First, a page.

Macau students sing of unity
“Do you know Macau has never been my real name? I have been away from you for too long, Mother. What they captured is my body, but my soul is always in your keep….”
People visiting Shanghai Tower may have heard the song sung by crowds of students over the weekend, from the Hou Kong Middle School in Macau and Soong Ching Ling School in Shanghai. On invitation from the China Welfare Institute, the Macau students are in town to produce a TV program together with their counterparts in Shanghai to celebrate the 20th anniversary of the return of Macau to the motherland.
Hou Kong Middle School was the first school in Macau to raise the five-starred national flag on October 1 in 1949. Many local schools hold national flag raising ceremonies on Mondays like schools on the Chinese mainland.
The song —“Song of the Seven Sons - Macau” — was written by Wen Yiduo about Macau’s separation from the motherland.
The students also sang other well-known songs, such as “Country” and “Tomorrow Will Be Better.”
“I had heard the elders emotionally talking about the return of Macau to the motherland, but I did not have such deep feeling with them,” said Ku Su-hang, a student from Hou Kong Middle School. “But when I’m here in Shanghai now, the feeling become concrete. The teachers and students in Shanghai have shown great hospitality and care for us. I do feel the warmth of the motherland in such compatriot connection.”
Zhou Entong, a student from Soong Ching Ling School, said: “I love the song ‘Country’ in particular. The lyrics are simple, such as ‘They say a country is big, but it’s actually also a family,” but they are meaningful. China has more than 1.3 billion people, we have to be united. The recognition of nation identity is the footing of a man in the world.”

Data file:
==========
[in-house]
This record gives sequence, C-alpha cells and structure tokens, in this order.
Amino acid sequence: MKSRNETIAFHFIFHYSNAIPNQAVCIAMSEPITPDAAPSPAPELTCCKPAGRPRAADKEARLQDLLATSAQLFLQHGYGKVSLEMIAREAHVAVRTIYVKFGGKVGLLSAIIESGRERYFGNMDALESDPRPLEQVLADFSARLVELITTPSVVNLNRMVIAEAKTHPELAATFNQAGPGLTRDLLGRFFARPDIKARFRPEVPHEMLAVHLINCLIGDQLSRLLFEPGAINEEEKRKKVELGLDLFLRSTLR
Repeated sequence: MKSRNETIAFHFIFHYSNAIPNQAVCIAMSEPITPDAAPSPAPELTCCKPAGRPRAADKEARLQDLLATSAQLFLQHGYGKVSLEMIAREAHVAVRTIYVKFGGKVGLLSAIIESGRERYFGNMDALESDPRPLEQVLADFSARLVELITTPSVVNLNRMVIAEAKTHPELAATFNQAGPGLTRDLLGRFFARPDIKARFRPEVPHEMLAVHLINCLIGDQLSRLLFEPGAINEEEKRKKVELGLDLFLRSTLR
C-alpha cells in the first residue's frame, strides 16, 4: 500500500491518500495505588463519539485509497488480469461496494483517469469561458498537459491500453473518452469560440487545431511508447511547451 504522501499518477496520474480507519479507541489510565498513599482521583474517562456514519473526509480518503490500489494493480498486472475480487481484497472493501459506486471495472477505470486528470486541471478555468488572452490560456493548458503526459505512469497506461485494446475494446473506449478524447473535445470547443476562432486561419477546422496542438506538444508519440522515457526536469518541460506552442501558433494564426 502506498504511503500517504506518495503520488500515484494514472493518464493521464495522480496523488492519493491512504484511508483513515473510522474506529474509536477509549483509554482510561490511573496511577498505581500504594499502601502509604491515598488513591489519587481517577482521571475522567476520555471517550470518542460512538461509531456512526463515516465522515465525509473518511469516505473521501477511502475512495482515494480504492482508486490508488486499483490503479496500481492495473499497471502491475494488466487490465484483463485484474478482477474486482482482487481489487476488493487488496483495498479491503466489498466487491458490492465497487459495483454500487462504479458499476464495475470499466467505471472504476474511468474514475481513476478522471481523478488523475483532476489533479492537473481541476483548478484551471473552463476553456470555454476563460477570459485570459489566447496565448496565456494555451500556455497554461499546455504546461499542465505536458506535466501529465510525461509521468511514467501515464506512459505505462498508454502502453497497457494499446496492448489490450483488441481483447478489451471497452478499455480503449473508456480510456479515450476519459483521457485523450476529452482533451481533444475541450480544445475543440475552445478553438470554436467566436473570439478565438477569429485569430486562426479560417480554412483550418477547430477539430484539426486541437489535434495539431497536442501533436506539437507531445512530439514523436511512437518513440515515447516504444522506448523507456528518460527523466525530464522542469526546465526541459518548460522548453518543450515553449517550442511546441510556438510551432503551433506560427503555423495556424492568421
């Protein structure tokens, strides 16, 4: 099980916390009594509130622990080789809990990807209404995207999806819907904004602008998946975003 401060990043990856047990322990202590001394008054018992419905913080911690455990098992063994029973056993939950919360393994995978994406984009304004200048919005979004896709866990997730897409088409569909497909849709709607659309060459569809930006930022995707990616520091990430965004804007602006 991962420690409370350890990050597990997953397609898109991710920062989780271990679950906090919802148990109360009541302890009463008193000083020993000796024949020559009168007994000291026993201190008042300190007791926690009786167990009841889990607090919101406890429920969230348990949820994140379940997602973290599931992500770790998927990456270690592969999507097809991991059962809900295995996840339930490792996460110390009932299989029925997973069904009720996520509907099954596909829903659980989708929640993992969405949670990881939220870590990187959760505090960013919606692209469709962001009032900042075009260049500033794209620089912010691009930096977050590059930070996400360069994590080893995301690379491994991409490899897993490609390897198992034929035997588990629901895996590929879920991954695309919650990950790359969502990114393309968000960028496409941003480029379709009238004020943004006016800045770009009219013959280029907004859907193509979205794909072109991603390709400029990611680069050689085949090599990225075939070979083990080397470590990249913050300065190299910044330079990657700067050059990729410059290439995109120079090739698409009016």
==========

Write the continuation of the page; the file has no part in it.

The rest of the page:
She added: “I have been in Macau. I saw the people there were of warm hospitality and they asked me a lot of questions about Shanghai. This time, we invite the young students from Macau to come over to have a close look at the motherland and its fast development.”
Feng Lirong, principal of the Shanghai Soong Ching Ling School, said: “The program has students from our school and those from Hou Kong Middle School sing the same songs and let them recall the history of suffering and fighting in the past 200 some years. In such activities, they develop understanding that only when you have a country, can you have a home.”
“The development of Macau in the past 20 years after its return is obvious to all,” said He Dingyi, chairperson of Women's General Association of Macau who came to join the production with the children. “Children are the future of a nation, and we have to create more such opportunities to let children from Macau and the mainland communicate with each other and enhance their connections.”